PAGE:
UN halts aid operations in Gaza over security concerns amid Israeli assault

WFP Director Cindy McCain announced the decision on Sunday, highlighting the attack on two of the agency's warehouses and the injury of a staff member during an Israeli military operation.

Image Credit: REUTERS/Stringer

The U.N. World Food Program (WFP) has paused its distribution of humanitarian aid from an American-built pier in Gaza, citing safety concerns following one of the deadliest days in the ongoing conflict. WFP Director Cindy McCain announced the decision on Sunday, highlighting the attack on two of the agency’s warehouses and the injury of a staff member during an Israeli military operation.

The decision to halt aid operations came after a brutal Israeli assault aimed at rescuing four hostages held by Hamas. The raid, which took place in the Nuseirat refugee camp, resulted in the deaths of 274 Palestinians and one Israeli commando. The intense conflict and subsequent security concerns prompted the WFP to reassess its operations in the region.

McCain, speaking on CBS’s “Face the Nation,” expressed her concerns for the safety of WFP staff following the rocket attacks on the warehouses. “We’ve stepped back for the moment to make sure that we’re on safe terms and on safe ground before we restart,” she said, emphasizing the need for a secure environment for aid workers.

The U.S. Agency for International Development (USAID) described the pause as necessary to conduct a security review in collaboration with humanitarian partners in Gaza. The American-built pier, completed in mid-May, had faced multiple operational challenges, including storm damage that temporarily halted its use. The pier had only recently resumed operations, bringing in significant aid before the latest suspension.

A Pentagon spokesperson indicated that aid deliveries are expected to resume soon, pending the outcome of the security review. The situation underscores the complexities and risks involved in delivering humanitarian aid in conflict zones, where the safety of aid workers and the integrity of humanitarian missions are constantly under threat.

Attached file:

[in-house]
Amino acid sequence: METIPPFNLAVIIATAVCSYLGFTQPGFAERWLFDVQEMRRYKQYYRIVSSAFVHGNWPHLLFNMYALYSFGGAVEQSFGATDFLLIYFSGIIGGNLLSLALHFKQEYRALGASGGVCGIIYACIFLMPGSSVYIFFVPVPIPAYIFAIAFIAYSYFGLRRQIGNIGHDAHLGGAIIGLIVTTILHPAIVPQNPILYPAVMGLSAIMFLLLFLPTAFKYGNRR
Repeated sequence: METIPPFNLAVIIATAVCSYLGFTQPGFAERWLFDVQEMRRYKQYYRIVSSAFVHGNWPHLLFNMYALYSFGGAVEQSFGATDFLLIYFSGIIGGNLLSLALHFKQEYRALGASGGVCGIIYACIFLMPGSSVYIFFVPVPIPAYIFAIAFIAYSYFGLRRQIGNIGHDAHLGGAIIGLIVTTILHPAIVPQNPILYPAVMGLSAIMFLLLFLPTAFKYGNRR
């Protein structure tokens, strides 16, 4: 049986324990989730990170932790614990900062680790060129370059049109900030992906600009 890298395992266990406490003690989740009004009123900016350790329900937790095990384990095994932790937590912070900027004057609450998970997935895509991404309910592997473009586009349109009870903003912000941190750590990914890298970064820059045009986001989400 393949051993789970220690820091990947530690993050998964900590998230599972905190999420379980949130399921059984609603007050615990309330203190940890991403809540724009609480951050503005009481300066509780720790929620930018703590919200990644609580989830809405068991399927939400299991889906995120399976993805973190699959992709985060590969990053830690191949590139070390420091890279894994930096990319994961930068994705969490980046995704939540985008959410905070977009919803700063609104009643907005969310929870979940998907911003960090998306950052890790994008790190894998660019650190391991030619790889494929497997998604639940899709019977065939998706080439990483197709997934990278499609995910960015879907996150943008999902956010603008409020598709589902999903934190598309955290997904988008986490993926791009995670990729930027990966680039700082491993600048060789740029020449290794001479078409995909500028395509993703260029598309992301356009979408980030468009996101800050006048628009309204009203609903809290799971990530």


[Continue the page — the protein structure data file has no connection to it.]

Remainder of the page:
The Israeli military operation that led to the rescue of the hostages has drawn international attention and condemnation. The European Union’s foreign policy chief, Josep Borrell, called for an immediate end to the bloodshed, highlighting reports of civilian casualties and stressing the urgency of international humanitarian law compliance.

The Euro-Mediterranean Human Rights Monitor has called for an investigation into allegations that the Israeli military used a humanitarian aid truck in the operation, citing potential violations of international humanitarian law. The Monitor emphasized that using civilian or humanitarian disguises in military operations is illegal and undermines the trust in and safety of humanitarian workers.

As the security review proceeds, the humanitarian community in Gaza is working to ensure that aid operations can resume safely. The temporary halt has further highlighted the precarious situation in Gaza, where the need for food, medical supplies, and other essential aid is critical. Humanitarian organizations continue to advocate for a ceasefire and a reliable, secure means of delivering aid to the besieged population.

The situation in Gaza remains dire, with over a million people facing severe food shortages and other humanitarian crises. Cindy McCain highlighted the urgent need for a ceasefire to facilitate the safe and effective delivery of aid. “The bottom line here is, I make choices every day to take food from the hungry to give to the starving,” McCain said. “We need a ceasefire, we need it now so [famine] doesn’t happen in the south.”


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